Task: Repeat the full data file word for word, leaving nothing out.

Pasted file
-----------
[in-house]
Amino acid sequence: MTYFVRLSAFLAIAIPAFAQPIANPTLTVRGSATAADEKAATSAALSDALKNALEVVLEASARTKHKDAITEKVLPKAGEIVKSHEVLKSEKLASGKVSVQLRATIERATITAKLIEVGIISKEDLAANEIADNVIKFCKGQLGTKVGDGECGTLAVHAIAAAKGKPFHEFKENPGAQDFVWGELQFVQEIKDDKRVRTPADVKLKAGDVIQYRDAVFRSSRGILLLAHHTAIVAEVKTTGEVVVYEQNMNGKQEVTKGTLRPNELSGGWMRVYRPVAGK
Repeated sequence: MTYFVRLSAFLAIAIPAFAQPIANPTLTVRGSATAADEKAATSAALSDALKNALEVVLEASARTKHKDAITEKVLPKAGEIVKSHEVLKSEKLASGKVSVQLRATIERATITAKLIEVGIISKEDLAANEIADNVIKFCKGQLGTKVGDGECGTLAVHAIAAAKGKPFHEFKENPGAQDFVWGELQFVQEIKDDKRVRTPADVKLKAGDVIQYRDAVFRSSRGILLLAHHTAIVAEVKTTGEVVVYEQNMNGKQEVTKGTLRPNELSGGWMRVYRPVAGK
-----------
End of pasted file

[in-house]
Amino acid sequence: MTYFVRLSAFLAIAIPAFAQPIANPTLTVRGSATAADEKAATSAALSDALKNALEVVLEASARTKHKDAITEKVLPKAGEIVKSHEVLKSEKLASGKVSVQLRATIERATITAKLIEVGIISKEDLAANEIADNVIKFCKGQLGTKVGDGECGTLAVHAIAAAKGKPFHEFKENPGAQDFVWGELQFVQEIKDDKRVRTPADVKLKAGDVIQYRDAVFRSSRGILLLAHHTAIVAEVKTTGEVVVYEQNMNGKQEVTKGTLRPNELSGGWMRVYRPVAGK
Repeated sequence: MTYFVRLSAFLAIAIPAFAQPIANPTLTVRGSATAADEKAATSAALSDALKNALEVVLEASARTKHKDAITEKVLPKAGEIVKSHEVLKSEKLASGKVSVQLRATIERATITAKLIEVGIISKEDLAANEIADNVIKFCKGQLGTKVGDGECGTLAVHAIAAAKGKPFHEFKENPGAQDFVWGELQFVQEIKDDKRVRTPADVKLKAGDVIQYRDAVFRSSRGILLLAHHTAIVAEVKTTGEVVVYEQNMNGKQEVTKGTLRPNELSGGWMRVYRPVAGK